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PSALM LXXXVIII.
I LORD God, that dost me save and keep,

All day to thee I cry;
And all night long before thee weep,

Before thee prostrate lie.

2 Into thy presence let my prayer

With sighs devout ascend,
And to my cries, that ceaseless are,

Thine ear with favour bend.

3 For, cloy'd with woes and trouble store,

Surcharged my soul doth lie; My life, at death's uncheerful door,

Unto the grave draws nigh.

4 Reckon'd I am with them that pass

Down to the dismal pit;
I am a man, but weak, alas,

And for that name unfit.

5 From life discharged and parted quite

Among the dead to sleep;
And like the slain in bloody fight,

That in the grave lie deep.

Whom thou rememberest no more,

Dost never more regard ;
Them, from thy hand deliver'd o'er,

Death's hideous house hath barr'd.

6 Thou in the lowest pit profound

Hast set me all forlorn,
Where thickest darkness hovers round,

In horrid deeps to mourn.

7 Thy wrath, from which no shelter saves,

Full sore doth press on me;
Thou break’st upon me all thy waves,

And all thy waves break me.

8 Thou dost my friends from me estrange,

And makest me odious,
Me to them odious, for they change,

And I here pent up thus!

9 Through sorrow and affliction great,

Mine eye grows dim and dead;
Lord, all the day I thee entreat,

My hands to thee I spread.

10 Wilt thou do wonders on the dead ?

Shall the deceased arise,
And praise thee from their loathsome bed,

With pale and hollow eyes ?
II Shall they thy loving-kindness tell,

On whom the grave hath hold ?
Or they, who in perdition dwell,

Thy faithfulness unfold ?
12 In darkness can thy mighty hand

Or wondrous acts be known?
Thy justice in the gloomy land

Of dark oblivion?
13 But I to thee, O Lord, do cry,

Ere yet my life be spent,
And up to thee my prayer doth hie,

Each morn, and thee prevent.
14 Why wilt thou, Lord, my soul forsake,

And hide thy face from me,
15 That am already bruised, and shake

With terror sent from thee?
Bruised and afflicted, and so low

As ready to expire,
While I thy terrors undergo

Astonish'd with thine ire.
16 Thy fierce wrath over me doth flow,

Thy threatenings cut me through : 17 All day they round about me go,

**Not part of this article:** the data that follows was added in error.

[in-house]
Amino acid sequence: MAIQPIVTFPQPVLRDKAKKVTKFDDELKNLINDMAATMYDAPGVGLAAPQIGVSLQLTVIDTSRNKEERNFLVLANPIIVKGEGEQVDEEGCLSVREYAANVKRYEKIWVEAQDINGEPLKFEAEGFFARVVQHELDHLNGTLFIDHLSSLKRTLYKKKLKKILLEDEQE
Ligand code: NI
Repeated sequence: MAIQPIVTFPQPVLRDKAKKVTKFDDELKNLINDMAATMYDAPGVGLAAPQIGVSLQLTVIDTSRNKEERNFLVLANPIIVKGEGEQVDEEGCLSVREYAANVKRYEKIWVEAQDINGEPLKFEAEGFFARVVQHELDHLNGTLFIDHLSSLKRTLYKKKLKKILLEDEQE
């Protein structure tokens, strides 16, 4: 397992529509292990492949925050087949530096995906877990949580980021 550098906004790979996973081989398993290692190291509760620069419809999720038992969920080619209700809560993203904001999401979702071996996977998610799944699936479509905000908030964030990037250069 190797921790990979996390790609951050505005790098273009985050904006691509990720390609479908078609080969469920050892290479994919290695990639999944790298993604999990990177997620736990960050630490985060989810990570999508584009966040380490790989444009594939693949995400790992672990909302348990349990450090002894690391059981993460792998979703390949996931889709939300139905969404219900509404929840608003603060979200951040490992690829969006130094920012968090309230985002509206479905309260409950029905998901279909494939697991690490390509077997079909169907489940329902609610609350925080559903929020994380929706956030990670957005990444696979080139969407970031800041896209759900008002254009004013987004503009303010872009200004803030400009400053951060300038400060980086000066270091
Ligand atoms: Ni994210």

Like waves they me pursue.
18 Lover and friend thou hast removed,

And sever'd from me far :
They fly me now whom I have loved,

And as in darkness are.

A PARAPHRASE ON PSALM CXIV. WHEN the bless'd seed of Terah's faithful son, After long toil, their liberty had won, And pass'd from Pharian fields to Canaan land, Led by the strength of the Almighty's hand, Jehovah's wonders were in Israel shown, His praise and glory was in Israel known. That saw the troubled sea, and shivering fled, And sought to hide his froth-becurled head Low in the earth ; Jordan's clear streams recoil, As a faint host that hath received the foil.

The high huge-bellied mountains skip, like rams
Amongst their ewes ; the little hills, like lambs.
Why hed the ocean? And why skipp'd the mountains ?
Why turn'd Jordan toward his crystal fountains ?
Shake, earth! and at the presence be aghast
Of him that ever was, and aye shall last ;
That glassy floods from rugged rocks can crush,
And make soft rills from fiery flint-stones gush.

PSALM CXXXVI.
LET us, with a gladsome mind,
Praise the Lord, for he is kind,

For his mercies aye endure,

Ever faithful, ever sure.
Let us blaze his name abroad,
For of gods he is the God;

For his, &c.
Oh, let us his praises tell,
Who doth the wrathful tyrants quell;

For his, &c.
Who, with his miracles, doth make
Amazed heaven and earth to shake;

For his, &c.
Who, by his wisdom, did create
The painted heavens so full of state ;

For his, &c.
Who did the solid earth ordain
To rise above the watery plain;

For his, &c.
Who, by his all-commanding might,
Did fill the new-made world with light;

For his, &c.
And caused the golden-tressed sun
All the day long his course to run,

For his, &c.
The horned moon to shine by night,
Amongst her spangled sisters bright:

For his, &c.
He, with his thunder-clasping hand,
Smote the first-born of Egypt land;

For his, &c.
And, in despite of Pharaoh fell,
He brought from thence his Israel;

For his, &c.
The ruddy waves he cleft in twain,
Of the Erythræan main;

For his, &c.
The floods stood still, like walls of glass,
While the Hebrew bands did pass; .

For his, &c.

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THE FIFTH ODE OF HORACE, LIB. I.
WHAT slender youth, bedew'd with liquid odours,
Courts thee on roses in some pleasant cave,

Pyrrha ? For whom bind'st thou

In wreaths thy golden hair,
Plain in thy neatness? Oh, how oft shall he
On faith, and changed gods, complain, and seas

Rough with black winds, and storms

Unwonted shall admire!
Who now enjoys thee credulous, all gold,
Who, always vacant, always amiable,

Hopes thee, of flattering gales

Unmindful. Hapless they,
To whom thou untried seem'st fair! Me, in my vow'd
Picture, the sacred wall declares to have hung
My dank and dropping weeds
To the stern god of sea.

GEOFFREY OF MONMOUTH.
BRUTUS thus addresses DIANA in the country of LEOGECIA.

GODDESS of shades, and huntress, who at will
Walk'st on the rolling spheres, and through the deep;
On thy third reign, the earth, look now, and tell
What land, what seat of rest, thou bidd'st me seek,
What certain seat, where I may worship thee
For aye, with temples vow'd, and virgin choirs.

To whom, sleeping before the altar, DIANA answers in a vision

the same night.
BRUTUS, far to the west, in the ocean wide,
Beyond the realm of Gaul, a land there lies,
Sea-girt it lies, where giants dwelt of old ;
Now void, it fits thy people : thither bend

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